Stocks that climb to 10 times their original price are rare breeds -- but they're not impossible to find. Especially when you have Fools for friends.

The market's best stocks include companies that have risen dozens of times in value over the past decade. These aren't penny stocks; they're viable companies with sound business prospects, achieving phenomenal returns every year. Finding just one or two of these monstrously successful firms can help you establish a winning portfolio.

Stalking the monster
To find tomorrow's winners, we'll enlist the more than 130,000 monster trackers at Motley Fool CAPS. We've compiled a list of the most successful CAPS members, dubbed All-Stars, whose picks have doubled, tripled, or even quadrupled in price. Then we've plucked out some of their recent picks for stocks they find equally promising.

Player

CAPS Member Rating

Monster Stock

CAPS Score

Recent Stock Pick

CAPS Rating (out of 5 max)

BravoBevo

99.99

Tortoise Energy Infrastructure

233.57

Gruma (NYSE:GMK)

*****

Theige

99.54

The9 (NASDAQ:NCTY)

512.70

Adobe (NASDAQ:ADBE)

****

BSoutshined

98.20

Ashland (NYSE:ASH)

158.90

Varian Medical Systems (NYSE:VAR)

****

tgga99

98.16

CNH Global

106.09

StatoilHydro (NYSE:STO)

*****

i12Bravo

97.28

Dendreon

518.03

Shengdatech (NASDAQ:SDTH)

*****

Of course, this is not a list of stocks to buy -- or, for those monster stocks that our CAPS All-Stars have already found, sell. Just consider them starting points for your own further research of extreme buying opportunities.

In search of Bigfoot
The Internet and our living room entertainment centers continue to inch ever closer to each other. Adobe recently announced plans to join forces with entertainment and computing powerhouses to bring its Flash player to televisions. The move should provide more seamless delivery of high-def movies, streaming video, and Flash-based video games. Switching quickly from television programming to online content will further integrate the computer into our lives. (I can't wait for pop-up ads during a movie!)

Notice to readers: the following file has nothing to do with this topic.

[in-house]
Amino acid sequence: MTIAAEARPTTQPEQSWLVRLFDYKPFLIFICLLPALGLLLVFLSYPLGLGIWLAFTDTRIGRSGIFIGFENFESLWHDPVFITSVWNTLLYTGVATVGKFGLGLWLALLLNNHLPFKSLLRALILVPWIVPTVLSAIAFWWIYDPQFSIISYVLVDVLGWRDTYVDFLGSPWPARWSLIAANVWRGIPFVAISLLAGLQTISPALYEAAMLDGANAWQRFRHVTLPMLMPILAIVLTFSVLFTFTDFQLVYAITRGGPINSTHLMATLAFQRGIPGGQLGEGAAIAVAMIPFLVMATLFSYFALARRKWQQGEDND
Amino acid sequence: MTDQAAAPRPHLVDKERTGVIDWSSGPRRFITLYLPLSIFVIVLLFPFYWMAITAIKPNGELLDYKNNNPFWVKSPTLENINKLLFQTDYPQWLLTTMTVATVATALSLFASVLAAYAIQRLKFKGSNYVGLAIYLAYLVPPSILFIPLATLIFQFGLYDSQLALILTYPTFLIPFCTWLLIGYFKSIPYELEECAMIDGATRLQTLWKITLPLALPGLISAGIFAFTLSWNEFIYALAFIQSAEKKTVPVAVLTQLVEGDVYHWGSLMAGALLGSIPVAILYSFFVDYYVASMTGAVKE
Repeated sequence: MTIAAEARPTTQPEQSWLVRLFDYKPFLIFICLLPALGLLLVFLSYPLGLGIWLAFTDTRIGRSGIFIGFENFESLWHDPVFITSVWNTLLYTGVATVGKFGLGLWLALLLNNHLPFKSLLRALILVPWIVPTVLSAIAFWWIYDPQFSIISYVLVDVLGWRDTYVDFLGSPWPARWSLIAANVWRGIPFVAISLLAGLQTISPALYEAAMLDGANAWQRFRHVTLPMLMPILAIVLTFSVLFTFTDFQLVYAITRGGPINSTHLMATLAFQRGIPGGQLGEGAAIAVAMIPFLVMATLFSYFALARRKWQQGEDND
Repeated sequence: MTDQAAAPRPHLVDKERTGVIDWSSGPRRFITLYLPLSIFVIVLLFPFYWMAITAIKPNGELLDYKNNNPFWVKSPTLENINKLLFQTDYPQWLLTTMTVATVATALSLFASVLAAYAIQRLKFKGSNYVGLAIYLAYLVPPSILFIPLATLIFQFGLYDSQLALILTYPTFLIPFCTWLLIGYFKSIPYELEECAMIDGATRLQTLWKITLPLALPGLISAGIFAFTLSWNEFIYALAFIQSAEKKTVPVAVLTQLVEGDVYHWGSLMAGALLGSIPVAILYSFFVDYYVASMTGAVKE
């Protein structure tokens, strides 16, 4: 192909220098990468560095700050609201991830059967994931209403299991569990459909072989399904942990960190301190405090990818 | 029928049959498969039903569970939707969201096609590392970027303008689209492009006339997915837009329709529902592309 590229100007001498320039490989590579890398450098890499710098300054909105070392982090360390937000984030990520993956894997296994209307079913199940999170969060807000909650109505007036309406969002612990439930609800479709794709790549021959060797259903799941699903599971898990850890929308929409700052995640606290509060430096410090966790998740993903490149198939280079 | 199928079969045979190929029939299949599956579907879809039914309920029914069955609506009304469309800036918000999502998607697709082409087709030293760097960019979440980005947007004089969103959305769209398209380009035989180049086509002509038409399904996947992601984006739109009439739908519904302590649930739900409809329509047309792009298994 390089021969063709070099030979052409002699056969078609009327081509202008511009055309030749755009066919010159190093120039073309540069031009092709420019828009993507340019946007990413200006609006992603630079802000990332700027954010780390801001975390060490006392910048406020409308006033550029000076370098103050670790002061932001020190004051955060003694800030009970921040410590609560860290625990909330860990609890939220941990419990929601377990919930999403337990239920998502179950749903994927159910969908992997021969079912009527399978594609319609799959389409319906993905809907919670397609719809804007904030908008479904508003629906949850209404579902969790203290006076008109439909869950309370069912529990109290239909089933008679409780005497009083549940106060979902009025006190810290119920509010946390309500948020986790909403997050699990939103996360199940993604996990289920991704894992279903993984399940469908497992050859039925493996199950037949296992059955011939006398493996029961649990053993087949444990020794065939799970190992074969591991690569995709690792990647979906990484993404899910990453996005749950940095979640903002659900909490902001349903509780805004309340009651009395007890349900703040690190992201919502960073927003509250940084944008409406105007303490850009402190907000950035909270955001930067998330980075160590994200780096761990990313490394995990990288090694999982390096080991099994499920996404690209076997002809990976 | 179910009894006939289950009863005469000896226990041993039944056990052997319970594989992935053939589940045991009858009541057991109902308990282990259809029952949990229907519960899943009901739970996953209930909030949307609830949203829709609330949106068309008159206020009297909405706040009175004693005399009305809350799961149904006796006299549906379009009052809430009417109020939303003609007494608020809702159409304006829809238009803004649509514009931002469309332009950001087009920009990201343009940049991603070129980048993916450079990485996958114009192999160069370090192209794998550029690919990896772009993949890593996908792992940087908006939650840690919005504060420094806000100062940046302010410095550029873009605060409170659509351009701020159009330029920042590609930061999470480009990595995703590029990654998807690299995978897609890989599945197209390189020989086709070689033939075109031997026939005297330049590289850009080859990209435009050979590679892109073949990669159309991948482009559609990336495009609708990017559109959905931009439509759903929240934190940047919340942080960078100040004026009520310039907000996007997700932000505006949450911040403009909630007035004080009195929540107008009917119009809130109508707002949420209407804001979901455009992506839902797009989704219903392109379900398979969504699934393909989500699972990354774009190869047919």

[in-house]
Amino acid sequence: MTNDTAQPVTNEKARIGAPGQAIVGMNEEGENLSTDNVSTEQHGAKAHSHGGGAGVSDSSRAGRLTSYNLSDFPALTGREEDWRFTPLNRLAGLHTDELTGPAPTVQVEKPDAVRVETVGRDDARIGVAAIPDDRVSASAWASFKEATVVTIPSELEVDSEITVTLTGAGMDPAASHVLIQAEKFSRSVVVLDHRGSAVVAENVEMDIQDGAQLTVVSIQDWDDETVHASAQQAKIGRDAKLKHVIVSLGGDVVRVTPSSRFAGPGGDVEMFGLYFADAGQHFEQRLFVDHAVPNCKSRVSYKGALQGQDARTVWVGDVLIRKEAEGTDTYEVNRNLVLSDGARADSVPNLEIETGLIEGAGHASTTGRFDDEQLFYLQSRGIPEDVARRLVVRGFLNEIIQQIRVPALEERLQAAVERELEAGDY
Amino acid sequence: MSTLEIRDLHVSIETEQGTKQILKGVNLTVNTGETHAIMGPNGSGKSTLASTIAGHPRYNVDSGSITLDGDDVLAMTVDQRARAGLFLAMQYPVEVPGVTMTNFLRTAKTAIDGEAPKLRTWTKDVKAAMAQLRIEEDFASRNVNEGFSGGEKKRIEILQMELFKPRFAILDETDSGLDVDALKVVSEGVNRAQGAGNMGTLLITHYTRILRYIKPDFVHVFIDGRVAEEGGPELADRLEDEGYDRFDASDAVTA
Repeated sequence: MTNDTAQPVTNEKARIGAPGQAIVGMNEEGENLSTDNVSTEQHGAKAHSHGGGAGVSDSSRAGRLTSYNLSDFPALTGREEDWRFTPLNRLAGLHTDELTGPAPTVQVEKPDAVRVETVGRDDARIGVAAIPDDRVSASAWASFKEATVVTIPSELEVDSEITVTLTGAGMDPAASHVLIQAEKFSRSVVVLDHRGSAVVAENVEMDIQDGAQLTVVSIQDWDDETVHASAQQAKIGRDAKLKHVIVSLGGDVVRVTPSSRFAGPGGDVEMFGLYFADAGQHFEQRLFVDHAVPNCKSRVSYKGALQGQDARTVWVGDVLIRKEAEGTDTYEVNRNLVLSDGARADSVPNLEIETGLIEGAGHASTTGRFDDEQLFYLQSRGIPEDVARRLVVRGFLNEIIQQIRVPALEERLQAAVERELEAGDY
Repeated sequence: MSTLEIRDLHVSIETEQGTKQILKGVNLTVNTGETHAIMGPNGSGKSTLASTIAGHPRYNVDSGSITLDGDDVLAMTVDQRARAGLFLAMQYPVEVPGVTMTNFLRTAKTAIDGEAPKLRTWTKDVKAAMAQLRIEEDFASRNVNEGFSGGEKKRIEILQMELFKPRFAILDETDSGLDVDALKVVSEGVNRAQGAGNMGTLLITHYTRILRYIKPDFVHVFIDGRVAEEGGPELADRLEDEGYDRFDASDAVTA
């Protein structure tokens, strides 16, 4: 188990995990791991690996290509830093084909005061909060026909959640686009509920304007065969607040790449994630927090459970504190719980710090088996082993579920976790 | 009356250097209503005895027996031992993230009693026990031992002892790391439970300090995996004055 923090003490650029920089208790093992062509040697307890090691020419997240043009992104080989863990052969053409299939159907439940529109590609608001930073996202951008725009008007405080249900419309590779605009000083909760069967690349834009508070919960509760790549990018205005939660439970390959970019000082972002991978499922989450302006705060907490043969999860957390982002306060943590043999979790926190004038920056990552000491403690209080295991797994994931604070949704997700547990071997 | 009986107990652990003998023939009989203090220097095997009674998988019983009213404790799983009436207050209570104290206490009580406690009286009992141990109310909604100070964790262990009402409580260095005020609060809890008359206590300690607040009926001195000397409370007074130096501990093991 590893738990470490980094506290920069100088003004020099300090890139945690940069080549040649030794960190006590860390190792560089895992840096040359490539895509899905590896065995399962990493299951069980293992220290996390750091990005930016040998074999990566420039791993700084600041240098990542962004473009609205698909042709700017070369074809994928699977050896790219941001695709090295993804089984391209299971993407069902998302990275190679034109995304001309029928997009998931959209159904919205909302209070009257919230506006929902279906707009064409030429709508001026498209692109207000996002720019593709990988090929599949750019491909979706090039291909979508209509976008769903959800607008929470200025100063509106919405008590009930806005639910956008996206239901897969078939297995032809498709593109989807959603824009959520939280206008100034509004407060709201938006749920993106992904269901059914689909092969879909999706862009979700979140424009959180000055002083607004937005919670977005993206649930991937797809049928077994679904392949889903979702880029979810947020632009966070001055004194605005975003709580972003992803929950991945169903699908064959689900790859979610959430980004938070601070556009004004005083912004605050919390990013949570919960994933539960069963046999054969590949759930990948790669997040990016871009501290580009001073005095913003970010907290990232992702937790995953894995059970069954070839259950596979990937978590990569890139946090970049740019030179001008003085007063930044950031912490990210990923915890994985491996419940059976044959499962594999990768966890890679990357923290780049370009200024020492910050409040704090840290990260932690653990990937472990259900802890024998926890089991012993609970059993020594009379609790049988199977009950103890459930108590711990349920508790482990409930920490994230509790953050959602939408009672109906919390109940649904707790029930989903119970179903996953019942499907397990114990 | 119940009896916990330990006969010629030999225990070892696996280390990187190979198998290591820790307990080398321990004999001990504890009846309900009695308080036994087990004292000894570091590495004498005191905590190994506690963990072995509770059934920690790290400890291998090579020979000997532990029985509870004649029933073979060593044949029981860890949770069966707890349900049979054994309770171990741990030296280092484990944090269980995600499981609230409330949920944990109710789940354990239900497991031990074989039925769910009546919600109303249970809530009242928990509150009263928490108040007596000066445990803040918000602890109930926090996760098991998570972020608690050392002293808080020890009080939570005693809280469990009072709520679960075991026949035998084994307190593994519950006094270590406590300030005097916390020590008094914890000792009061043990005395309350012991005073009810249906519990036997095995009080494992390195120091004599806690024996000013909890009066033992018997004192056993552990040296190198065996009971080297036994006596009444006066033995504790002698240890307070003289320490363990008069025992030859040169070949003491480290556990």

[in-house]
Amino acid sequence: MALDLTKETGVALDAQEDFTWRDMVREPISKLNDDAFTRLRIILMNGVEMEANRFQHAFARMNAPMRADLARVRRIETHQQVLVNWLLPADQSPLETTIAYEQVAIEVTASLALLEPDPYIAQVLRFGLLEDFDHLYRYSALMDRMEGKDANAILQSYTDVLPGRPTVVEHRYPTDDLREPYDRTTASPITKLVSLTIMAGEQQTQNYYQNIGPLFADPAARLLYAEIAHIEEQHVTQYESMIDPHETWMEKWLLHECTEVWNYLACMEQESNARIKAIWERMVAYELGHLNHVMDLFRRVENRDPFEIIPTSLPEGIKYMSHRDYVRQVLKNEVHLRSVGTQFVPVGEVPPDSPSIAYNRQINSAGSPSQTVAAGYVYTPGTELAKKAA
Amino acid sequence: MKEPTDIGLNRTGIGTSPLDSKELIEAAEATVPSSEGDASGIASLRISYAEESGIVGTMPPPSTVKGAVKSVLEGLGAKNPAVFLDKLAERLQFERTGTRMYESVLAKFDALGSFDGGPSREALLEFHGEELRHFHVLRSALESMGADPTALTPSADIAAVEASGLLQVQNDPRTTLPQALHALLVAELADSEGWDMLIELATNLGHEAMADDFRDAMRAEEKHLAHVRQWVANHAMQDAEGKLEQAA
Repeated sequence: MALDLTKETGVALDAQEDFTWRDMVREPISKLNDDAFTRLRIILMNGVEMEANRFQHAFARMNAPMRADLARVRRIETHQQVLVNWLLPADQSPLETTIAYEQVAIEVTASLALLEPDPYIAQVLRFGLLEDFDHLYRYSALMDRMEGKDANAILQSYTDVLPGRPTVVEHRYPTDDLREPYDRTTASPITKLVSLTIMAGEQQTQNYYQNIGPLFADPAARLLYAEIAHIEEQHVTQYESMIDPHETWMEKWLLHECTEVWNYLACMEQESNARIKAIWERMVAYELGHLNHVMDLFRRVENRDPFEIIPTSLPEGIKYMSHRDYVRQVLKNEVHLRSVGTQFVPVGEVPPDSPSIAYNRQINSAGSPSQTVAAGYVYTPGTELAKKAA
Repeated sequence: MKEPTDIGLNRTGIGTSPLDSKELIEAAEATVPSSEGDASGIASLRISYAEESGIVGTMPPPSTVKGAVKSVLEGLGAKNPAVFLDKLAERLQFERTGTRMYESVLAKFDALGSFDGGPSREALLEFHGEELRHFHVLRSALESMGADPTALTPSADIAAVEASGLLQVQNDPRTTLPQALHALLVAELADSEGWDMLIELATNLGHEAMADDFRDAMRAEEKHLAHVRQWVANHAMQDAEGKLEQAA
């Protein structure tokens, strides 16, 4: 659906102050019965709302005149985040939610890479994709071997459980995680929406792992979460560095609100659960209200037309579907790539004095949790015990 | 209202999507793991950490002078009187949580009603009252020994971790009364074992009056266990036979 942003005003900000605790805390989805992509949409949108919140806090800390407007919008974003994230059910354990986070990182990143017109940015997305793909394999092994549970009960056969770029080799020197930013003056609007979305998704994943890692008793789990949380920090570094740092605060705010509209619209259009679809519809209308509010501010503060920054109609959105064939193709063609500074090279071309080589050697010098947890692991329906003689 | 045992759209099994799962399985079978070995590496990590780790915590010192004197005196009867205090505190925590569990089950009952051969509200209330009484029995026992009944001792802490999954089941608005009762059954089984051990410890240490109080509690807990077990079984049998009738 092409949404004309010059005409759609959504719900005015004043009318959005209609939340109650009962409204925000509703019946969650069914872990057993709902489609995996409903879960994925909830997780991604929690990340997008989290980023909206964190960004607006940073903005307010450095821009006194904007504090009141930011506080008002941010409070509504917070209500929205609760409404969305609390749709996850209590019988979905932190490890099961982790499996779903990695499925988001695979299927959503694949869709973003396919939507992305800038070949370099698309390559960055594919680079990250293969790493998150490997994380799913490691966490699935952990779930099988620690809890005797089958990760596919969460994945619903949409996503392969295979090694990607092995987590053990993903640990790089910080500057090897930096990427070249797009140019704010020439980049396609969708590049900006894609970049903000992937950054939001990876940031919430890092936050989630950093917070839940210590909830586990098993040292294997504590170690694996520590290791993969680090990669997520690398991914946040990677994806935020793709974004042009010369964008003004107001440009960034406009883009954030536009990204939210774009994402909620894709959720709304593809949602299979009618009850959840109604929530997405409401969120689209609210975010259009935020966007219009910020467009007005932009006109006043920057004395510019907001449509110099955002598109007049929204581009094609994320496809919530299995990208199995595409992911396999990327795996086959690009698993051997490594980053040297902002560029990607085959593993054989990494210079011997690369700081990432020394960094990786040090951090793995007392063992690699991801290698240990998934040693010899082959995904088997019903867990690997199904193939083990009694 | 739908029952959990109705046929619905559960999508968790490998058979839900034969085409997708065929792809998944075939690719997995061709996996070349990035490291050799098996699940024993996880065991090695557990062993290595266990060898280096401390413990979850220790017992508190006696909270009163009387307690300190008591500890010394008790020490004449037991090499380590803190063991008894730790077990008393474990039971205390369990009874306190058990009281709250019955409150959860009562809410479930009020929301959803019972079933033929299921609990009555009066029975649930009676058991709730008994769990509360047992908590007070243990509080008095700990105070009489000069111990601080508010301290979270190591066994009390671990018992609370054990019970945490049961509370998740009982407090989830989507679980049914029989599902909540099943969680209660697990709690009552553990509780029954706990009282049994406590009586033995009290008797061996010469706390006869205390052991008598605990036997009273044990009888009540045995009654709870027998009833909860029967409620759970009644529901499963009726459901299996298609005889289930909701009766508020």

Such partnerships on Adobe's part may help combat the softness seen in its recent quarterly earnings report. Sales tumbled 13%, even though earnings held the line through a series of sharp cost-cutting maneuvers. While Adobe derives the bulk of its revenue from its Creative Suite software, getting Flash-enabled TVs and set-top boxes onto the market later this year could provide a nice boost to its top line, considering that 80% of all online videos run on the Flash platform.

Microsoft's Silverlight software had some observers convinced that Adobe was running scared, as Mr. Softy's tech powered high-profile broadcasts of the Olympics and NCAA basketball tournaments. Investors doubtlessly wonder whether Adobe's Flash deals will allow it to steal some of Microsoft's growing thunder in online video.

As CAPS member dudemonkey points out, Adobe's competitive moat for Flash is as wide as it is unique:

If you work in the creative industry, you probably use Adobe software. Photoshop is the industry standard application for graphical creation and modification and the open source competition is not as feature-rich as Adobe's offering. Adobe owns Flash, which has long been the best platform for delivering rich web user interfaces to users ... Moats in the tech industry are difficult to come by and don't last long, but Adobe's got one and it's not expensive.

A chance for scary growth
It takes more than a few All-Star picks and a quick paragraph to make buy or sell decisions on a stock. Start your own research on these candidates on Motley Fool CAPS, where you can read a company's financial reports, scrutinize key data and charts, and examine the comments your fellow investors have made, all from a stock's CAPS page. While you're there, weigh in with your own thoughts on whether you think these are tomorrow's monster stocks.

StatoilHydro is a Motley Fool Income Investor recommendation. Microsoft is a Motley Fool Inside Value recommendation. Try any of our Foolish newsletters today, free for 30 days.

Fool contributor Rich Duprey does not have a financial position in any of the stocks mentioned in this article. You can see his holdings here. The Motley Fool has a disclosure policy.